By Nic Lamond in Bredasdorp
The dramatic change of weather the evening after stage five was an appropriate metaphor for how quickly and completely fortunes shift in the Absa Cape Epic.
Amid thunderstorms, riders in the tented village were still recovering from the sapping heat and dry gusting winds they powered through Wednesday to reach the overnight stop in Bredasdorp. The demanding, 146km stage was particularly fresh in the minds of overall leaders Roel Paulissen and Jakob Fuglsang [Cannondale Vredestein] as an unfixable flat tyre forced them to clang their way through the last 18km and over the finish line on the rim of Paulissen's rear wheel.
With 18km left to race and a slender 19-minute overall lead to protect, Paulissen decided the tyre was coming off and the two would try make the finish line, with the bare metal rim grinding through dirt and tar: "I saw it once before last year in the Bart Brentjens Challenge – in Bart's own race – I saw him doing 10km on a rim. So I thought, okay, it's better to take the tyre off because otherwise it may block the whole bike and break something. I could feel already with our first flat the tyre was loose. And with a loose tyre, a loose bead, you can damage the whole drivetrain."
It was actually Fuglsang who had the tyre trouble, but after a lengthy delay repairing their first flat at 40km, the pair decided that Paulissen, who was feeling the stronger, should ride in on the rim with 18km to go. So they stripped the tyre.
The pair didn't know they had so far to travel, nor that what lay between them and the finish was a corrugated gravel country road, and then a tarmac highway. Fuglsang was surprised by the ride in. "We were told there would be 15km of sand in the end. But really loose sand would have been a bigger problem. We knew it wasn't that far and we really had no other choice but to go on a flat tyre "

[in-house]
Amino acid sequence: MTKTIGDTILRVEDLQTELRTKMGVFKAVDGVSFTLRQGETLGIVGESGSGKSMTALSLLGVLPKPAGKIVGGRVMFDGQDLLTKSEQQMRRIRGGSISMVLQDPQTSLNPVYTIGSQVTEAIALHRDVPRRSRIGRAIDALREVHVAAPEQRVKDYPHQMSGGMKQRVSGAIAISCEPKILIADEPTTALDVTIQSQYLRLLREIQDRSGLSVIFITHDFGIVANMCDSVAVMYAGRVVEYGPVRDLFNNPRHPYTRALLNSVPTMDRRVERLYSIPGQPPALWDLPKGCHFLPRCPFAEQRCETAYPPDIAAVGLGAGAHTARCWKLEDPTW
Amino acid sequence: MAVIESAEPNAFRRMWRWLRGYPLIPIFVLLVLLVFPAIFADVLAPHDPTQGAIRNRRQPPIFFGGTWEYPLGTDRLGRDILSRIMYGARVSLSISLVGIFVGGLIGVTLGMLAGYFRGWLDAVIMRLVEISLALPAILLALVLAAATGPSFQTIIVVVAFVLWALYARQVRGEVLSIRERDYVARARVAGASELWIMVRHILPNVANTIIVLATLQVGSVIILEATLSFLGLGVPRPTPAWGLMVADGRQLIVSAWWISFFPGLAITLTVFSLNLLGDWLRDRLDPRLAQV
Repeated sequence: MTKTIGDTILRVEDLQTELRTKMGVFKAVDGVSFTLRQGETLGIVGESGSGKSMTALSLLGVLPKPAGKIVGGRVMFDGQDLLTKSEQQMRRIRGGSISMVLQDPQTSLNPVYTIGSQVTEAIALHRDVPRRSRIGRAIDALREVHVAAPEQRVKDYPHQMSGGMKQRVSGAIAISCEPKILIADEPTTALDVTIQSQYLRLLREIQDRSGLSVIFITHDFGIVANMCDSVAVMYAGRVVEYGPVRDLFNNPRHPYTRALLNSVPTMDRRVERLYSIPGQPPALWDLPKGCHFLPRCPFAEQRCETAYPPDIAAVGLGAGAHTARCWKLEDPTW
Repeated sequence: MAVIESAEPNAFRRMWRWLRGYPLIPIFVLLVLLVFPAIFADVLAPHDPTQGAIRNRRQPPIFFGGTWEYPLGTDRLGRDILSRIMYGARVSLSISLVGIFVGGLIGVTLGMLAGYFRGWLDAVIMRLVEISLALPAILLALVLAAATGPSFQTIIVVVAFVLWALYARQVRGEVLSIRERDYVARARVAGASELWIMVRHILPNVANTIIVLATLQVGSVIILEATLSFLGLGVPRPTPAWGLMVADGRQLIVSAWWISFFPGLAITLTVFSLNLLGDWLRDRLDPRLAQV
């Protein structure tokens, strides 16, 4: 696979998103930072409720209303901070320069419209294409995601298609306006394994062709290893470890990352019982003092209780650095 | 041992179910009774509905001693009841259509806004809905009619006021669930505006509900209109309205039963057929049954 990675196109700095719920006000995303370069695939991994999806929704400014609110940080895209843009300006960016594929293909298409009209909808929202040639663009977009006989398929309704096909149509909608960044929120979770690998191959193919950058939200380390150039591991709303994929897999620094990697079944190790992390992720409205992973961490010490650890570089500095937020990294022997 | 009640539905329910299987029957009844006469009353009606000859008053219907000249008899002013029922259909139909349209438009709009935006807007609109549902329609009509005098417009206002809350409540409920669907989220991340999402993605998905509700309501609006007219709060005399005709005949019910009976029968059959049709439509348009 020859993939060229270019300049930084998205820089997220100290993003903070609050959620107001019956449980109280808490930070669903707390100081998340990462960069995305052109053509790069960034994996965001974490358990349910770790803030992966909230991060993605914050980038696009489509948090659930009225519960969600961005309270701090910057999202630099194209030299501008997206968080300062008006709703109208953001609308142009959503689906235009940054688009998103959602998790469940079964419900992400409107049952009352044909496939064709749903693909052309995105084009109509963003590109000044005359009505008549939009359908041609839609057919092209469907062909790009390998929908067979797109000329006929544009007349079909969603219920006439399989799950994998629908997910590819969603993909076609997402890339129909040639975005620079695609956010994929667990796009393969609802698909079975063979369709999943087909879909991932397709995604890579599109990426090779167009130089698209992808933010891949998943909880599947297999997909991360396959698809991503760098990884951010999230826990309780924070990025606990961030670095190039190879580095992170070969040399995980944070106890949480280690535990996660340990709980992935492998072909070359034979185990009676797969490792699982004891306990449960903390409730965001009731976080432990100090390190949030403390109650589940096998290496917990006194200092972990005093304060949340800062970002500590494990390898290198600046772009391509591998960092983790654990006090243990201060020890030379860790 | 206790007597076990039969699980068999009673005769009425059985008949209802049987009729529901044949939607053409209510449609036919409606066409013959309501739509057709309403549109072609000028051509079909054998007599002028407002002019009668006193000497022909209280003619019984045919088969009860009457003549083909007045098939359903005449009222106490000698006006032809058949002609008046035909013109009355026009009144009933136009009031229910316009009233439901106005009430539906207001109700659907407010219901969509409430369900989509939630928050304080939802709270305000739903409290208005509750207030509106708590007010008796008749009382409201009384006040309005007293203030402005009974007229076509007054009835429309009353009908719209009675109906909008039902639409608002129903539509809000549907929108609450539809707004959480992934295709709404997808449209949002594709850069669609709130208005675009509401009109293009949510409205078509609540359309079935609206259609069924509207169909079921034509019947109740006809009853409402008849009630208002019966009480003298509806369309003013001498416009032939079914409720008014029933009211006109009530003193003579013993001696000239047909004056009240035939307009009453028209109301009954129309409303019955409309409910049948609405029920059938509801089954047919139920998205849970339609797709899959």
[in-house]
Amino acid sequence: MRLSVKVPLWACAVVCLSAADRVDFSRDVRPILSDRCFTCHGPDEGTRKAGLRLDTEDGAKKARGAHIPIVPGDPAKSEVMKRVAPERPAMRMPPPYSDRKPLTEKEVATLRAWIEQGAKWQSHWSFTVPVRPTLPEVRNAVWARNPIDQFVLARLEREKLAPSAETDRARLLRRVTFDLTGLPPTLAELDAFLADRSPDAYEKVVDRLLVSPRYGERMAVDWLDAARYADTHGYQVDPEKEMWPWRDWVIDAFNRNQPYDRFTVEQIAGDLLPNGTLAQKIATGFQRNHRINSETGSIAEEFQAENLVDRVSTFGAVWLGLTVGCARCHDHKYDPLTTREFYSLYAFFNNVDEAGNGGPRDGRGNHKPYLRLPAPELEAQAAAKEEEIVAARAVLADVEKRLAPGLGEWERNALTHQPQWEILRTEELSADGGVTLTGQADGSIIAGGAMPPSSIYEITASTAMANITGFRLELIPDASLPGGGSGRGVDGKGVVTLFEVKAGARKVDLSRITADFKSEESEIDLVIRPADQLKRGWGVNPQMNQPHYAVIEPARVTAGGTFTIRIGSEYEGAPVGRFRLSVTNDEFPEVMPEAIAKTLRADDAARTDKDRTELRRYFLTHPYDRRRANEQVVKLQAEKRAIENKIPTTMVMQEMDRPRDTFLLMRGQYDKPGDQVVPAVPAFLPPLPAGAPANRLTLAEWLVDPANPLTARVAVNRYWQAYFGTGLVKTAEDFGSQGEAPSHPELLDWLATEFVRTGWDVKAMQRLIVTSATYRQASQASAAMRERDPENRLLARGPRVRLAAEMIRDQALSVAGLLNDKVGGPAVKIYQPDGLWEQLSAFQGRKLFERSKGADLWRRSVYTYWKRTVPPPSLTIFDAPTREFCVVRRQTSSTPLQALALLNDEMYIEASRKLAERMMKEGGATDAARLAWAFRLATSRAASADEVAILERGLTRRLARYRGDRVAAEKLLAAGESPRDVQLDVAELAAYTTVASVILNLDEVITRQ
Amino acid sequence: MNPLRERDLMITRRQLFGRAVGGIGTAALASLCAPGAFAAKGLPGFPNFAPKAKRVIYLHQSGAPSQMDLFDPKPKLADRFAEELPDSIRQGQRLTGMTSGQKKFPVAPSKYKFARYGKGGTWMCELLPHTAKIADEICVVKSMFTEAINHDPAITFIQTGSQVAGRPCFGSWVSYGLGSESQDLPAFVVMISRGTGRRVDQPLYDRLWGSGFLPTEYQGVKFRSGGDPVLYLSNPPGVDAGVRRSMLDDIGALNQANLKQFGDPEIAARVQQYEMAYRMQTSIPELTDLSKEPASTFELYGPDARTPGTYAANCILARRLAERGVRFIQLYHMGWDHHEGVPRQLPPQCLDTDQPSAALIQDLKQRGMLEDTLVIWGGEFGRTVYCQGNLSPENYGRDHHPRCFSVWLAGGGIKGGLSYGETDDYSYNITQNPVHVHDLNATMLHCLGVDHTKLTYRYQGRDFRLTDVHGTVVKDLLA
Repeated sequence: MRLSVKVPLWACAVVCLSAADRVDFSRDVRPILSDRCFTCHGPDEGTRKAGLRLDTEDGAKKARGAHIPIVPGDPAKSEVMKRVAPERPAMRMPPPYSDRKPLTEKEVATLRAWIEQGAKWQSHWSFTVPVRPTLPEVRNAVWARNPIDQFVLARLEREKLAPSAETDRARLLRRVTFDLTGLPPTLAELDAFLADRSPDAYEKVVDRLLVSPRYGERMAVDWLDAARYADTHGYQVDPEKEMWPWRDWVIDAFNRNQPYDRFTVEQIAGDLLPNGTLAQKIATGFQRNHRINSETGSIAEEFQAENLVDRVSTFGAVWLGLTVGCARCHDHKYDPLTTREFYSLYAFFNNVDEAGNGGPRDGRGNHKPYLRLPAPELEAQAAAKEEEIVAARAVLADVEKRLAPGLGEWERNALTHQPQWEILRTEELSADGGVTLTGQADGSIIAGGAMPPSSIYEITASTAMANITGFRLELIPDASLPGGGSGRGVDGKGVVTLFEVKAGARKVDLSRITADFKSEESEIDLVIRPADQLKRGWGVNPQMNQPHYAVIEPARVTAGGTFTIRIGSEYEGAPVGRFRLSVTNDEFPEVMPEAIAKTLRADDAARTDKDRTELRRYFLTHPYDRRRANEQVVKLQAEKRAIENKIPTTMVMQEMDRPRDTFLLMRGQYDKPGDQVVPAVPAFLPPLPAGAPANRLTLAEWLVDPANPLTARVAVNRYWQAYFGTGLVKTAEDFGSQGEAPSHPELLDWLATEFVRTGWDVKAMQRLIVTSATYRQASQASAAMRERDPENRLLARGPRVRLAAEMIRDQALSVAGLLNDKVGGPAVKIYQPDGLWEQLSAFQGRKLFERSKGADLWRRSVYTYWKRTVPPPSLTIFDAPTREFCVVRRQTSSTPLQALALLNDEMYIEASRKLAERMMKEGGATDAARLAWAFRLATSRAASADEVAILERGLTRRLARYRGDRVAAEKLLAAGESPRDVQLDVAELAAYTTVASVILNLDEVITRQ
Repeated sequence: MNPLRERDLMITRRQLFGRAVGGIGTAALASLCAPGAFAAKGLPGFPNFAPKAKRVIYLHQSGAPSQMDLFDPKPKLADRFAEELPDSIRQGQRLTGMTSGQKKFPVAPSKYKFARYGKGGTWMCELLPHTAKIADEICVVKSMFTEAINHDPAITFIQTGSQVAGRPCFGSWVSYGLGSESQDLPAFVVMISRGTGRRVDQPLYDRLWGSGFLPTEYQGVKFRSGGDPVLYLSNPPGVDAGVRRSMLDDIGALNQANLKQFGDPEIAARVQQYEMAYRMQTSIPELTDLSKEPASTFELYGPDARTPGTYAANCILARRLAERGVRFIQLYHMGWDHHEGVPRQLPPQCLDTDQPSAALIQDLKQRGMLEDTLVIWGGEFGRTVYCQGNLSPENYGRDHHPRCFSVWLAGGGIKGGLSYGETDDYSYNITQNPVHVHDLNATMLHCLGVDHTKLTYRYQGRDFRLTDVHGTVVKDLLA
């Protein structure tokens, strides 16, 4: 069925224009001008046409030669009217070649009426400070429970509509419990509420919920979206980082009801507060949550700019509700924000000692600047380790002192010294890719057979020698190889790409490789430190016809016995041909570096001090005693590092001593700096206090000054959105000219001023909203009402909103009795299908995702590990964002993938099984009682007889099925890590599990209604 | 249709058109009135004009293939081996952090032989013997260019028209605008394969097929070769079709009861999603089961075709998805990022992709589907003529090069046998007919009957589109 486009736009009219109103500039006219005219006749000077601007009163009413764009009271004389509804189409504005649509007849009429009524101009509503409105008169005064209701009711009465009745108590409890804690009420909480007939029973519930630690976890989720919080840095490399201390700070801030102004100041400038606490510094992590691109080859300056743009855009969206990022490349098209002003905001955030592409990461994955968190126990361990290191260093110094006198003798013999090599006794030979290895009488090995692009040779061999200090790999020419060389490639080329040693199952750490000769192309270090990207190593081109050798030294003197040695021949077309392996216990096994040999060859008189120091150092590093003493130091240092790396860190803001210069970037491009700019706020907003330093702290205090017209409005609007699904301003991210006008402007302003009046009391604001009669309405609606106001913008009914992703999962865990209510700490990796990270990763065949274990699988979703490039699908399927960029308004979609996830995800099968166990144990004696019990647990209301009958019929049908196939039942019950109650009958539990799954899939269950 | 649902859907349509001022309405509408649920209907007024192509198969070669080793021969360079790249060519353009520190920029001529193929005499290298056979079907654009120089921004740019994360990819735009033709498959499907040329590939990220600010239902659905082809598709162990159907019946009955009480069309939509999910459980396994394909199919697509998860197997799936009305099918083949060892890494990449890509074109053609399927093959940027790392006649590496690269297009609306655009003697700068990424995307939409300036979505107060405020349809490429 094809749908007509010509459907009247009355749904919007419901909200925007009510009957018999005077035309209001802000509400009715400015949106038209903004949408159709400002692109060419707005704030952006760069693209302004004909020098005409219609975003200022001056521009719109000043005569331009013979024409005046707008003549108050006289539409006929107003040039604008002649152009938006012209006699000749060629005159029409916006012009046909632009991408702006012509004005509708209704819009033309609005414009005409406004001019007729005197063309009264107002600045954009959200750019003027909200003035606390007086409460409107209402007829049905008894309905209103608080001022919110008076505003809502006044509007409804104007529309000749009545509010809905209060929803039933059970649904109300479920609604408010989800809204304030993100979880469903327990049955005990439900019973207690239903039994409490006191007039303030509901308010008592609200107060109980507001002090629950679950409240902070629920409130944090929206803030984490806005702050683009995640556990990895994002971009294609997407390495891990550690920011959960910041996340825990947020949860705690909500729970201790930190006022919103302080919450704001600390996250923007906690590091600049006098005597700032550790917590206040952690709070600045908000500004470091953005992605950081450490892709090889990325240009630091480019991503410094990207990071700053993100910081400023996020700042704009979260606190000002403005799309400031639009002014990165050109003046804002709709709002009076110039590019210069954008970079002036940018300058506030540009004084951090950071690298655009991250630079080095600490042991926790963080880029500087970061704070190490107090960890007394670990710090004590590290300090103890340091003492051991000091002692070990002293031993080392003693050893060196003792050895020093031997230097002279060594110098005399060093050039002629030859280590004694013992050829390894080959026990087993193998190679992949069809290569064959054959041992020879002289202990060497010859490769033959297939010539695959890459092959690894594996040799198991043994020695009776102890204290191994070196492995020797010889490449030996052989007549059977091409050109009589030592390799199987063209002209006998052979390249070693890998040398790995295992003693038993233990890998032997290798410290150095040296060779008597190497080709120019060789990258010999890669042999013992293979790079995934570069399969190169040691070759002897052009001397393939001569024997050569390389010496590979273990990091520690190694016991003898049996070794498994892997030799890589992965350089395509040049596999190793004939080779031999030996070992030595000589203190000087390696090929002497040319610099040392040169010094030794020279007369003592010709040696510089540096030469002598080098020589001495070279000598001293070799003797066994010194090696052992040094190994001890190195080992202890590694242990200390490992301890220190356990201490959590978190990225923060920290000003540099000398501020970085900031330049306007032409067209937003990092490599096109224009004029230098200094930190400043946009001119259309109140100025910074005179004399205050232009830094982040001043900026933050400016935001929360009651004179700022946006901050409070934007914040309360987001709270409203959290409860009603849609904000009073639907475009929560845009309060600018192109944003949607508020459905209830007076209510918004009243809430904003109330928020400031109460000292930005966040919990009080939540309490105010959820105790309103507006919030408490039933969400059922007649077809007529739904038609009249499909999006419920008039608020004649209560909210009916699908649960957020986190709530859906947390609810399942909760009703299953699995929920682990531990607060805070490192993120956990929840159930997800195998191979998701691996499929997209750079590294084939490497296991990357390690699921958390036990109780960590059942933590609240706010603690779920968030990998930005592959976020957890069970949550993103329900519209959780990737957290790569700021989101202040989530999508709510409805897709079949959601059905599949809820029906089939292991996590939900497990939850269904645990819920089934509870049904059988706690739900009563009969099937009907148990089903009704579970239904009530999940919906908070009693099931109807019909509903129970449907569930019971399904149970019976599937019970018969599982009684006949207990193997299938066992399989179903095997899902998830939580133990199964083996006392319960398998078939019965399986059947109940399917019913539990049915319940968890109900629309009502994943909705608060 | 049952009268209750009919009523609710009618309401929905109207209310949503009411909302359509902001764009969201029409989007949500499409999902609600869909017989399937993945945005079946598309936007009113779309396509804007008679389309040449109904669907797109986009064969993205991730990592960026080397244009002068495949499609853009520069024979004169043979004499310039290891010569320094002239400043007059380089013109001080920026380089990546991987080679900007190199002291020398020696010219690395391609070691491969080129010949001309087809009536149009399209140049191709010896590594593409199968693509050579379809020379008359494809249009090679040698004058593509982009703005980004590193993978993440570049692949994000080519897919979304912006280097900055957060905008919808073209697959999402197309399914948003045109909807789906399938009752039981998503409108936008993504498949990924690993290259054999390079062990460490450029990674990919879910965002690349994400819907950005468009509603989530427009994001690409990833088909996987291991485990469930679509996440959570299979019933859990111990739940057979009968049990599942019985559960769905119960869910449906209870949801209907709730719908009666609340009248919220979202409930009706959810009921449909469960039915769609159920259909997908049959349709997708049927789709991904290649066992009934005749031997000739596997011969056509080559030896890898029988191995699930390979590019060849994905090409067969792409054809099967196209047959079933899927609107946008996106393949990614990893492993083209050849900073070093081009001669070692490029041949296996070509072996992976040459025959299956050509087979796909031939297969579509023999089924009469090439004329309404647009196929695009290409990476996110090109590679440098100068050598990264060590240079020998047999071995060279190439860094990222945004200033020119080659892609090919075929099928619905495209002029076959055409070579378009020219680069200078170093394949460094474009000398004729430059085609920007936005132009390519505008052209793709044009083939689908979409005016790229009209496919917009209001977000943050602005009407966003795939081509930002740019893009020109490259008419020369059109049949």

Paulissen was amazed they survived the push home. "It was so rough and the noise and it was hitting so hard that I said there's no way the wheel can keep it up or the spokes. But actually, come over to the van, I'll show you, the wheel is completely straight. Not even one millimetre out! But the sides, they're gone – it's a flat rim!"
Fuglsang didn't get to coast alongside his struggling partner. Instead, he pushed and pulled his team-mate at pace into a pounding headwind.
While some riders got to admire the scenery, the Cannondale Vredestein pair, occupied with more immediate technical troubles, didn't notice, "I saw that the ocean was there but nothing else actually! It was the same last year we were riding past some elephants and everybody saw the pictures with the elephants just beside us but I didn't see anything at all!"
When asked about plans for tomorrow, Paulissen said, "That depends how the race goes. A problem like today will normally cost a minute if everything goes well and you ride back to the front group. But it could be bad if this happens again...where eight quick-fills don't work. So first of all tomorrow we defend our jersey and if the possibility is there we can attack. But we also have to save the energy now – not that we blew today," he quickly adds.
A more outspoken Fuglsang said, "I think all the teams are suffering. Sitting in the front group today, I think we were probably the strongest team. The others were suffering more than we were. If it's hard and there's climbing then I think we are the best team for that and we have to use this to protect our lead, or even take a little more time."